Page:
Your question also is ripe for discussion about the difference between what players are taught and what they do. If players could be relied upon to do as they are taught, we would see far less of runners being caught off base on missed bunts (“see the ball down”), doubled off on line drives (“see the ball go through”), outfield overthrows (“hit the cutoff man”), fielder collisions (“call for the ball”), pickoffs, rundowns, balks, pitchers failing to cover first or failing to back up third and home, and many other mistakes that are more mental than physical. Because mental mistakes SHOULD almost never happen, when they do in SOM, gamers complain that they occur too often. We want control and assurances that no real manager can achieve. I remember a Talk Show question long ago about the frequency of pickoffs. A gamer, typical of many, was convinced they happened too often. So Bob Winberry ran a dozen replays or so and found that they happened exactly as often as in the real Major Leagues. When bad things happen to us in SOM, we remember them really well, while not bothering to keep track of the many more times the expected events occur.
 
           
Strat-O-Matic to the Rescue
 
            I just wanted to tell you how much I enjoyed your book about Strat-O-Matic. I read it again every year. Your book always makes me remember my childhood and my father, who was much like Hal Richman’s father. He used to tell me and my brother, who I live with and still play with, much of the same things Hal’s father said to him – but of course we did not pay much attention to him. When are you going to write another book about SOM and the many fans?
 
            I was introduced to this game in 1967 by my long-time friends, the Candelarias (kins to John Candelaria, the Major League pitcher) in 1967. I still remember the US Mail truck when it came in 1967. My friend called me: "Hey the Strat-O-Matic is here.” I flew to his house and was amazed by the game much so I bought my own.
 
            I have gone through three divorces and other maladies, and now I am disabled with diabetes. I have in my computer more than 60 seasons and get every new season and stuff that comes out. I moved from Puerto Rico to Florida and brought with me my old 1977 and 1978 SOMs with me. I still have them and about another 30 seasons of cards, plus Old-Timers, HOF cards, Negro Leagues, etc. I have a lot of time to play now. I forget all about my sickness when I play – I am another person, a big-league manager. I have played innumerable games, board and video, and there is none to compare to SOM.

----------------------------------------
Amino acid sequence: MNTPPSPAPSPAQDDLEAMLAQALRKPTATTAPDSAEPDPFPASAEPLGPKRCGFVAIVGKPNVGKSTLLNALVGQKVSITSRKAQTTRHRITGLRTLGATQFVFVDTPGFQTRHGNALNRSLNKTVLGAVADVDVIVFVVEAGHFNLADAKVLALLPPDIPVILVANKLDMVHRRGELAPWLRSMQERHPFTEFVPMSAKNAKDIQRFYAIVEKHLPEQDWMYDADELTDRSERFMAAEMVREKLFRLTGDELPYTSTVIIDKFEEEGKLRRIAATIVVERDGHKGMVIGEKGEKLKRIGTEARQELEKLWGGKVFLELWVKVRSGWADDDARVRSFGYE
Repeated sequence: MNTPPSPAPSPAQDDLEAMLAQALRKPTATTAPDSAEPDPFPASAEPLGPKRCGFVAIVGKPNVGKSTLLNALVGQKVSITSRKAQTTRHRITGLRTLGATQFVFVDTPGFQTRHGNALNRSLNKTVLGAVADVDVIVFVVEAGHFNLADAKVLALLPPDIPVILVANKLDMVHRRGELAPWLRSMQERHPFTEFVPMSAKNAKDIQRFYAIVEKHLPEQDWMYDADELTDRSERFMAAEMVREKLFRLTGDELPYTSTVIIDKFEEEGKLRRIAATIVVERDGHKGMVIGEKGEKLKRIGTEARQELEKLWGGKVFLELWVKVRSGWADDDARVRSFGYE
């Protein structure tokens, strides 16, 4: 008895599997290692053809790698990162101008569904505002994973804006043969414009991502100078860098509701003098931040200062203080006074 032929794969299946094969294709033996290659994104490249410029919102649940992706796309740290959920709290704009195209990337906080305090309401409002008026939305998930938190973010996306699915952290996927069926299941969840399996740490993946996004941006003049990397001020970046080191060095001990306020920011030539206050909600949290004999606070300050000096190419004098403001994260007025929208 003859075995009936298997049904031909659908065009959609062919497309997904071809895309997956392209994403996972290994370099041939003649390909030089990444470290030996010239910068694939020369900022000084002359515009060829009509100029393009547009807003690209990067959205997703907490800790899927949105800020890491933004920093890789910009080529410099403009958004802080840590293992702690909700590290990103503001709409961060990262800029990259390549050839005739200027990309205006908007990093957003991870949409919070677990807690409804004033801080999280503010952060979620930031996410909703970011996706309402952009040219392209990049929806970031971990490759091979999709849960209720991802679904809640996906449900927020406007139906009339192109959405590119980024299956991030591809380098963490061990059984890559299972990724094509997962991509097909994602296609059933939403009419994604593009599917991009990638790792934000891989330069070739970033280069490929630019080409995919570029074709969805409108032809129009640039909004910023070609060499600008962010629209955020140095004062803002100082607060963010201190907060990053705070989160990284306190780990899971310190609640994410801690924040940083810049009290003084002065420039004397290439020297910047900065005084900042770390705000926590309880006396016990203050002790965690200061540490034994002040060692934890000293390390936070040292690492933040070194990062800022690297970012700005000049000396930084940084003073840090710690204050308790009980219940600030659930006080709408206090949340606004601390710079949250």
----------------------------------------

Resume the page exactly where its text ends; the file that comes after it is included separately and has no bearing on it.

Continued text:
Orlando Leon, Live Oak, FL
 
            I am always touched, and I know that Hal Richman and the SOM employees are, too, when they hear of Strat-O-Matic’s healing power for those with wounded bodies or wounded minds. For me, Strat-O-Matic has been the one constant in my life since age 12, during a half dozen cross-country moves. Jobs change, life changes, but Strat-O-Matic is my loyal friend, there for me wherever and whenever, a companion that introduces me to new friends and a pain-killer that lifts my spirits when they need it. I am very sorry to hear of your afflictions, but delighted that Strat is helping you through them.
 
            Your connection to the Candelarias and Puerto Rico also fascinates all of us who are amazed by Strat-O-Matic’s global reach. We wish you many more years of happy gaming. You’ve got some serious Strat-O-Matic Fanatic credentials!
 
            The Strat-O-Matic Fanatics book is a constant source of joy for me when I hear from appreciative readers. I have some initial thoughts about a sequel, but don’t know the answer to your question, “When?”
 
 
A Big Idea for Baseball
 
            I'd love to see all-franchise teams for baseball like SOM does for football. I'd prefer the best single-season cards (which would be easier to put together since they're already done) but career peak cards like the Hall of Fame set would be okay, too.

Ben Leong, Gaithersburg MD
           
            Man, how many of us have tried, or dreamed about, assembling all-time franchise teams? I’ve gone to bed thinking about those lineups and pitching rotations – way better than counting sheep! Until recently, this was not very realistic. Too many excellent players do not have their best season represented in an existing SOM set (unless you count the “Chevy” computer seasons). That’s still true to some extent for pre-1948 players. For career-peak stats, the past year’s Heroes set, combined with the Hall of Fame 2010 set, get us very close for many franchises. The odds of seeing your idea happen also went up when SOM announced that it would get into Digital Printing, which would make lower print runs feasible. I don’t think you should expect this before your next good night’s sleep, but it could be a dream come true after all.